You can help bring education to the children Teahplay, Liberia
Teahplay is a little-known village in Nimba County located in the northeastern part of Liberia in Western Africa. As a result of its remote area, Teahplay receives very little support for education – or other essential services – from the government.
Following two brutal civil wars (1989-1997 and 1999 – 2003) Liberia is still rebuilding and small villages like Teahplay get overlooked. There are approximately 500 children in Teahplay and the surrounding area. The need for education provided by a new Learning Center would improve the lives of these children and make a lasting improvement in their future.
R.O.C.K. plans to construct a modern Learning Center and dormitory to provide needed quality education for children and youths within a safe and supportive learning environment. The Learning Center will also be used for community-based projects/training development programs and adult literacy outside of school hours.
The timeframe for constructing the school is 18 months from start date, and adequate resources become available. Once the school is opened, it will operate indefinitely.
The Future Learning Center
The Learning Center campus will be built on 32 acres of land donated by the elders, chiefs and resident of Teahplay. The campus will consist of the main Learning Center building, Dormitory, Rest Rooms and Water Tower.
- The Learning Center will consist of a 2-story building with 24 classrooms, library, auditorium/cafeteria, principal and staff offices and outdoor stage. • The Rest Rooms will be a detached building with separate facilities for boys and girls.
- The 2-story Dormitory will have 18 bedrooms, men’s and women’s rest rooms, living room, kitchen and porch.
- The 30-foot Water Tower will provide clean running water for the campus buildings. A new well will be dug to facilitate this.
The Learning Center anticipates providing education and support services for 350 students and employs 24 trained and qualified teachers and 20 administrators and support staff.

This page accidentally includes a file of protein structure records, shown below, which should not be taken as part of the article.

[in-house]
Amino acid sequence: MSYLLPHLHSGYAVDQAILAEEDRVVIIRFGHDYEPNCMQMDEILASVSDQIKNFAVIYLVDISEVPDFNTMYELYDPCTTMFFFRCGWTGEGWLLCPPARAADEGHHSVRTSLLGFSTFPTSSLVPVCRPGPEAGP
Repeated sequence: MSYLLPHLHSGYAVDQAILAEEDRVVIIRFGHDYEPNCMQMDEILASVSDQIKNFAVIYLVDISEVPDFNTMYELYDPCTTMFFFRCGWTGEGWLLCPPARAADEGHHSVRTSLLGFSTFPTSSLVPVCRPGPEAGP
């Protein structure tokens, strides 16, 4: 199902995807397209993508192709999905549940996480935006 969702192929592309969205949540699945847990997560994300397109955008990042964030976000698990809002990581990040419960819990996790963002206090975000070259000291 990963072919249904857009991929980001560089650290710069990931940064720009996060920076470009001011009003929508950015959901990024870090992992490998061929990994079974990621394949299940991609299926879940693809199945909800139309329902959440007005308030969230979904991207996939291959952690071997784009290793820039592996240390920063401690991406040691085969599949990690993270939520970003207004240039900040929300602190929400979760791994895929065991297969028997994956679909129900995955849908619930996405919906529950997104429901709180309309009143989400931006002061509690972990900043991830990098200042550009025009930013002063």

Liberia in Transition
Between the 15th and 17 centuries, Liberia was colonized by Portuguese, Dutch and British traders who bartered with local people for commodities and good. Located on the favored west coast of Africa, it became named as the “Pepper Coast” and later the “Grain Coast” because of its major crop of pepper grains.
During the early 1800s, as part of the movement to avoid racial unrest, the United States relocated free people of color and slaves to Liberia to establish a colony. These new settlers intermarried with the local population and were known as Americo-Liberians. This group became dominant and did not associate well with the indigenous people, in particular, more isolated “bush” communities, like Teahplay.
This rivalry caused hostilities which would lead to rebellions and two civil wars, which ended in 2003. Among the hundreds of thousands of people who died were doctors, teachers and the country’s trained workforce. This created severe hardships in health care, education and the economy. The bloodshed of the wars, along with the spread of AIDS and Ebola, left about 340,000 children orphaned.
Liberia covers 43,000 square miles and is divided into fifteen counties. Teahplay is located in the northeastern section of Nimba County in Liberia, West Africa. Today, the population of Liberia is around 5 million, which includes 16 ethnic groups. Most of the residents of Teahplay belong to the Gio tribe.
Becoming a Republic…
In 1847 Liberia became second African nation to declare its independence as a Republic. It based its political principals on the United States Constitution. The Capital was named Monrovia in honor of the U.S. President James Monroe.
It covers 43,000 square miles and is divided into fifteen counties. Teahplay is located in Nimba County in the northeastern section of Liberia. Today, the population of Liberia is around 5 million, which includes 16 ethnic groups. Most of the residents of Teahplay belong to the Gio tribe.
While English is the official language of the country, there are more than 20 languages spoken throughout Liberia.
In spite of progress made in the economy, Liberia still remains one of the poorest countries in the world. Poverty remains high with 84% of the people living on less than $1.25 a day.
The need for education…
Until Liberia reestablishes its educational system, poverty and hardship will continue. For this reason, building the Learning Center in Teahplay will not only help the children of this rural community, it will set an example for other sections of the country.
With a strong educational system, the children of Liberia can make an important contribution to the future advancement and growth of the country.